On Friday, she planned to roll out the legislation that would launch the commission for review.
Trump responded swiftly via Twitter.
“Crazy Nancy is the one who should be under observation. They don’t call her Crazy for nothing!” the president said.
His opponents have discussed invoking the 25th Amendment for some time, but are raising it now, so close to Election Day, as questions swirl about the president’s health. Trump says he “feels great” after being hospitalized and is back at work in the White House. But his doctors have given mixed signals about his diagnosis and treatment. Trump plans to resume campaigning soon.
Congress is not in legislative session, and so any serious consideration of the measure, let alone votes in the House or Senate, is unlikely. But the bill serves as a political tool to stoke questions about Trump’s health during the coronavirus pandemic.
The bill would create a commission as outlined under the 25th Amendment, which was passed by Congress and ratified in 1967 as way to ensure a continuity of power in the aftermath of President John F. Kennedy’s assassination.
It says the vice president and a majority of principal officers of the executive departments “or of such other body as Congress” may by law provide a declaration to Congress that the president “is unable to discharge the powers and duties of his office.” At that point, the vice president would immediately assume the powers of acting president.
Pelosi’s move came after she said earlier Thursday that she was “at the table” still ready to negotiate a coronavirus aid package. Trump had abruptly halted talks this week, leaving the economy reeling, his GOP allies scrambling and millions of Americans without additional support weeks before Election Day.
Pelosi said she told Trump’s chief negotiator, Treasury Secretary Steven Mnuchin, she was willing to consider a measure to prop up the airline industry, which is facing widespread layoffs. But that aid, she said, must go alongside broader legislation that includes the kind of COVID testing, tracing and health practices that Democrats say are needed as part of a national strategy to “crush the virus.”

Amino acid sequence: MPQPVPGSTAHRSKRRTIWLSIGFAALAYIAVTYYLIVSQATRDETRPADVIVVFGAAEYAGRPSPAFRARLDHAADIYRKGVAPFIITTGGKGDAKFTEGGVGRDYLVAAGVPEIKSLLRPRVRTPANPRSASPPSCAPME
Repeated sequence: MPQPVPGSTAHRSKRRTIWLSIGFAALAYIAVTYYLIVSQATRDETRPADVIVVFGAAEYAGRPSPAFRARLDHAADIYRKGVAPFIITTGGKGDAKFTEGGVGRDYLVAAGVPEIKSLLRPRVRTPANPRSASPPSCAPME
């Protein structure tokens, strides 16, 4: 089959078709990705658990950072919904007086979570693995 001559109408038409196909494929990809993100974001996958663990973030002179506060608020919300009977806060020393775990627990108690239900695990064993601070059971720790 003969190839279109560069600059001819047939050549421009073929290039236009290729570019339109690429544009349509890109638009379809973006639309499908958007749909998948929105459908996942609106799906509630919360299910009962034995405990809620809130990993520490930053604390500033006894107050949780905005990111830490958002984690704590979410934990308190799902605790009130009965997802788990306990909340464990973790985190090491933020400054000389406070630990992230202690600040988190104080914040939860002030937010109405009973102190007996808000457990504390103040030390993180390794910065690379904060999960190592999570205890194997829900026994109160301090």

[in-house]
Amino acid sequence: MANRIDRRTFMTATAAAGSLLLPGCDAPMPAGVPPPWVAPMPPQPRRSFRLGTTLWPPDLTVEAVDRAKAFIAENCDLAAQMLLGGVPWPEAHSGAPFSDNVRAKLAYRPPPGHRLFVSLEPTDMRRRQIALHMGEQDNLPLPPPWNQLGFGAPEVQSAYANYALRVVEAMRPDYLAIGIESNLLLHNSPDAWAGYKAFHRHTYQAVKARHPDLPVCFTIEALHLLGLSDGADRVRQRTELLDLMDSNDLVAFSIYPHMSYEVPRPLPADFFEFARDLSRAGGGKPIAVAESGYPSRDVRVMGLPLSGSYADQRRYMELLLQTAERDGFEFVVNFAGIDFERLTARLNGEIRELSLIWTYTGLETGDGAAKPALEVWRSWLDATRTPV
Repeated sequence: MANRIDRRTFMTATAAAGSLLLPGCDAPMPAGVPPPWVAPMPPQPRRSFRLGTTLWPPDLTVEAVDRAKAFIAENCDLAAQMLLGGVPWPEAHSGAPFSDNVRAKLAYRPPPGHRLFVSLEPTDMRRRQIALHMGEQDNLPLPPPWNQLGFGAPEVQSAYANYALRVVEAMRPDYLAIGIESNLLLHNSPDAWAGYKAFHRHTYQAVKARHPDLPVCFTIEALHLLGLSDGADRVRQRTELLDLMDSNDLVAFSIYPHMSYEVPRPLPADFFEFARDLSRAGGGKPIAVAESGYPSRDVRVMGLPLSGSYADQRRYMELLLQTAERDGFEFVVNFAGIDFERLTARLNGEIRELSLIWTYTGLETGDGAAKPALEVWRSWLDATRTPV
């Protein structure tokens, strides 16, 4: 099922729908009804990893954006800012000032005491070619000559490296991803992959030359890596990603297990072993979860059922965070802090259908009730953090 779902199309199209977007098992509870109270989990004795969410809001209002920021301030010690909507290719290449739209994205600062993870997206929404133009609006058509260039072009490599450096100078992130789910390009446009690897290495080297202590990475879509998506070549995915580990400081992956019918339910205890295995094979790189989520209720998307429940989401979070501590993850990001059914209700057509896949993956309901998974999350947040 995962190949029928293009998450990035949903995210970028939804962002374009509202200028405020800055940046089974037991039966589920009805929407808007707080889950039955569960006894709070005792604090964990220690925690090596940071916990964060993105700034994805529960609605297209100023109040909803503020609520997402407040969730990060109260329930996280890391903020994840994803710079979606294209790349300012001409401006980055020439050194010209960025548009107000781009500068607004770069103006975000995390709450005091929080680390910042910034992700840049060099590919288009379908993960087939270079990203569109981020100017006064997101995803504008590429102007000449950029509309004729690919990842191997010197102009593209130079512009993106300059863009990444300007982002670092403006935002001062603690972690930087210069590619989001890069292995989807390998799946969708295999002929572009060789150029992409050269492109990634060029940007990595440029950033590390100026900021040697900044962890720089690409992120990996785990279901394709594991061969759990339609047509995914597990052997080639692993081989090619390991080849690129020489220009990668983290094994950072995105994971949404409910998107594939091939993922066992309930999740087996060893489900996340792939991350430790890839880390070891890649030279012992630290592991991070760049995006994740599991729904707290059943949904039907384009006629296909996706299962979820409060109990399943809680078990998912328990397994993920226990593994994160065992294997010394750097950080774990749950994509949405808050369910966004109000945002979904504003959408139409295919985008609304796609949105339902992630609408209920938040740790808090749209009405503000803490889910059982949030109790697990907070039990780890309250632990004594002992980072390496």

“Lives are at stake,” Pelosi said at the Capitol. “This is deadly serious.”
In a stunning admission, Senate Majority Leader Mitch McConnell said Thursday that he had stopped going to the White House two months ago because he disagreed with its coronavirus protocols. His last visit was Aug. 6.
“My impression was their approach to how to handle this was different from mine and what I insisted we do in the Senate, which is to wear a mask and practice social distancing,” McConnell said at a campaign stop in northern Kentucky for his own reelection.
The sharp words from all sides after Trump lashed out at Congress come during the final weeks in a campaign year fast turning into a referendum on Trump’s handling of the pandemic.
Republican allies are peeling away from Trump, with some calling his decision to withdraw from virus aid talks a mistake. Normally, the splintering could provide grounds for a robust package, but with other Republicans refusing to spending more money, it appears no relief will be coming with Americans already beginning early voting.
McConnell held out hope that “we ought to continue to talk” even as several of his own senators said they do not want to pass more aid. More than 210,000 Americans have died and millions more are infected with a virus that shows no signs of abating heading into what public health experts warn will be a difficult flu season and winter.
The president blew up negotiations this week when he announced his withdrawal, and then quickly reversed course and reached out for fresh aid. It all came in a head-spinning series of tweets and comments days after he returned to the White House after his hospitalization with COVID-19.
First he told the Republican leaders in Congress on Tuesday to quit negotiating on an aid package. By Wednesday he was trying to bring everyone back to the table for his priority items — including $1,200 stimulus checks for almost all adult Americans.
Democrats have made it clear they will not do a piecemeal approach until the Trump administration signs off on a broader, comprehensive plan they are proposing for virus testing, tracing and other actions to stop its spread. They have scaled back a $3 trillion measure to a $2.2 trillion proposal. The White House presented a $1.6 trillion counter offer. Talks were ongoing when Trump shut them down.
“If there’s one thing that has to be in this bill that he has never made as a priority, it’s crushing the virus — instead of the denial, delay, distortion, lack of reality that the president has all along brought to this,” Pelosi said.
“We’ve told the White House, we’re at the table,” she said.
Trump’s diagnosis last week coincides with an outbreak across the White House, as a number of the visitors and high-level advisers to the president have now tested positive and are in quarantine.
Associated Press writers Bruce Schreiner in Frankfort, Kentucky, and Laurie Kellman and Pamananda Rama in Washington contributed to this report.